The next stop was a rural village that has been the site of many films set in the dessert.  I’d provide you with a complete list, but the guy was speaking French, so all I can tell you is that Lawrence of Arabia was taped there, but so were many other movies.

By this point, some major culture shock was setting in, but after eating (albeit a terrible, terrible meal) with a couple in our group from France, I felt much better.

A few hours later, we finally made it back to Marrakesh, just in time to catch the credits to the film rolling in the market square as a part of the city’s 11th annual film festival.

It is difficult to describe the intensity of the chaos going on around us.  Motorcycles weaved between massive groups of people walking in every direction.  While crossing the street on the way to dinner, I was hit in the leg by a biker who didn’t see me.

We heard probably almost as much Spanish in Morocco as we did English.  In fact, we ordered our food in Spanish, because our waiter had a better grip on the language.

After a final glass of fresh orange juice and a short stroll in front of the shops, we headed back to the hostel to call it a night.  I spent my last hour at Marrakesh the next morning on the roof watching the sunrise over the city.

The trip was short, but it ended perfectly.


I just finalized my plans for my final European trip.  Next week, I’m going to Dublin!

Thoughtless can be good too (Paris, Part II)

Keep running, because the view around the corner would take your last breath away anyways.  Wind isn’t the only thing that ought not be metaphoric; distance is good too.

It clears the mind.

Nothing gets rid of pent up exhaustion like an open invitation to a new city.  The last week has been….not fun.  I just wish I could explore Spain and forget classes.

I’ve tried to look at it from a little outside perspective, but I am really at a loss as to the purpose of the educational system here.  And that eats at me.  It’s not that I’m not learning things, it’s just I don’t know why what I am learning has value.

When I consider all the philosophers I’ve yet to study, the history I can barely explain, the economists whose names I only know, the speeches I’ve never read, the 40 book queue on my Kindle that just starts to touch on these topics, and the knowledge that I can only teach myself the things I know I should know (meaning there is a lot I don’t know enough to know that I should know),  I can’t help but feel a final paper requiring me to contrast one book with Animal Farm, a book I read as a freshman in high school, is an assignment that’s not worth my time.

Combine that frustration with the need to learn things that I know has value, but really stink at memorizing, like nitty-gritty Spanish grammar rules and thousands of new words.

By the end of last week, I had about all I could healthily bare, which made waking up in Paris with no plan for the day and the freedom to do whatever I wanted all the more welcome.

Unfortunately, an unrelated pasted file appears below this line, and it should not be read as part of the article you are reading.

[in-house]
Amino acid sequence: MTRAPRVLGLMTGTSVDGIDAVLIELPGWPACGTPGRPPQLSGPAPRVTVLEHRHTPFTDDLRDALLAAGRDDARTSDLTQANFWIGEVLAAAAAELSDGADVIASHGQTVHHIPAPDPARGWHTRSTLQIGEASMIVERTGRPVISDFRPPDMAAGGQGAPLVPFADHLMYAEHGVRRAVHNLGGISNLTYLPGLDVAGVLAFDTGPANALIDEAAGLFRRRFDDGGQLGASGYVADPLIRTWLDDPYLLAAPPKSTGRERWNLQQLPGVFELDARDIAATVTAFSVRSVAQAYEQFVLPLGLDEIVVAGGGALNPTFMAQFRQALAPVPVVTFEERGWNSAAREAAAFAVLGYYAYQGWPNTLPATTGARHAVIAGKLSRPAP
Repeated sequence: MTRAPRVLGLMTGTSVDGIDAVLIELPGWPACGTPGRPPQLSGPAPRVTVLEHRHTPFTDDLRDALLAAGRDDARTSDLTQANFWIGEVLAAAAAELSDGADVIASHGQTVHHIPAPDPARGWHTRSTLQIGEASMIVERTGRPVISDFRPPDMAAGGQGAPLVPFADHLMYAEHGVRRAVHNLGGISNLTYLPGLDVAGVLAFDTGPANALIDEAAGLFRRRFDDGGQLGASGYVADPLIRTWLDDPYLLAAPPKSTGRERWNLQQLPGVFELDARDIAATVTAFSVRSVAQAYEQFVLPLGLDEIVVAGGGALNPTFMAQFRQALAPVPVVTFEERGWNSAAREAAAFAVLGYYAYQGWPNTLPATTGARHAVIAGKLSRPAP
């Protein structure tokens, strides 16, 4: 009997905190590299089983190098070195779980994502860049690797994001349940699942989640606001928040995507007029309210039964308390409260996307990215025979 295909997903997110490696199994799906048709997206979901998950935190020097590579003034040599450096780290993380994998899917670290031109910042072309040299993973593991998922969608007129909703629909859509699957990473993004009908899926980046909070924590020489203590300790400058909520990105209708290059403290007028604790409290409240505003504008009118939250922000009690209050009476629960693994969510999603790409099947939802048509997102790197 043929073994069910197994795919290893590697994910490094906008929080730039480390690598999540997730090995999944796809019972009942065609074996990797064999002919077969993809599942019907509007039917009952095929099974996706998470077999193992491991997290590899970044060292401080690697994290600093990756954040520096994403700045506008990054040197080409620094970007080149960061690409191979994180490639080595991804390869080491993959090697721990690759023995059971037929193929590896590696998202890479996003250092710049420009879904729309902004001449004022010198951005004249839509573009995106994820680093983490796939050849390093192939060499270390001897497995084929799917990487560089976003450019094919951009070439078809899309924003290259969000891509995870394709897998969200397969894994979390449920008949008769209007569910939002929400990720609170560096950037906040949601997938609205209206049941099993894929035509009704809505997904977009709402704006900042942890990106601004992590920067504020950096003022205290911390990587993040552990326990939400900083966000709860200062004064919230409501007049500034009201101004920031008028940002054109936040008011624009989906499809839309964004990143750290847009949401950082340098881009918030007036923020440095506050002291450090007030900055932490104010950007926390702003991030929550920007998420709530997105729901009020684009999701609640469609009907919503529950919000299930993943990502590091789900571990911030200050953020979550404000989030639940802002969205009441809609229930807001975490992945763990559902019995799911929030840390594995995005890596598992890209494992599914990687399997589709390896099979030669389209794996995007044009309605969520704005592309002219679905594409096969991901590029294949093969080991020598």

It felt foreign, but not because I was in France.  I’m just not used to having that much freedom and mobility.  I had no responsibilities and the time and resources to do just about anything I wanted to with the day.

And trust me, I made it so worth the while.

I folded the free map I picked up at the airport, stuffed it in my coat pocket, and set out for a metro stop that seemed to be near important things.  When I got there, I just picked a direction started walking.

It felt a lot like those first couple days in Santiago, when I would just step outside the dorm, look around, and realize that all the pictures I’ve seen of places like this were real.  When you hear so much and about a place, but never see it, it just doesn’t feel real.  And that’s because it’s not.

No photo, video, or story can ever actually portray reality.  For that, you really have to be there.

So it was a morning of slowing strolling through new streets, admiring architecture and coincidentally finding the Paris Opera, the Tuileries Garden, the Avenue des Champs-Élysées, and the Arc de Triomphe.


And that was all before lunch, which was awfully tasty.  I met Coralie, and while I haven’t actually the slightest idea what we ate (other than it was some kind of cheese and marmalade on toast), it was very French and delicious.

That afternoon, I set off to find Notre Dame, which took me awhile.  But it gave me a lot of time to contemplate all the assumptions I had made about France.  I must admit, I was never too fond of it, as a country.  I might not be a real scholar of French history, but I tend to side with Mr. Burke’s arguments when it comes to the French Revolution, I see nothing to admire in their government, I don’t follow the French political mindset, and I’d always heard the people were rude.

The first two are still completely true, the third mostly true, and, in my own experience, the last one’s not true at all.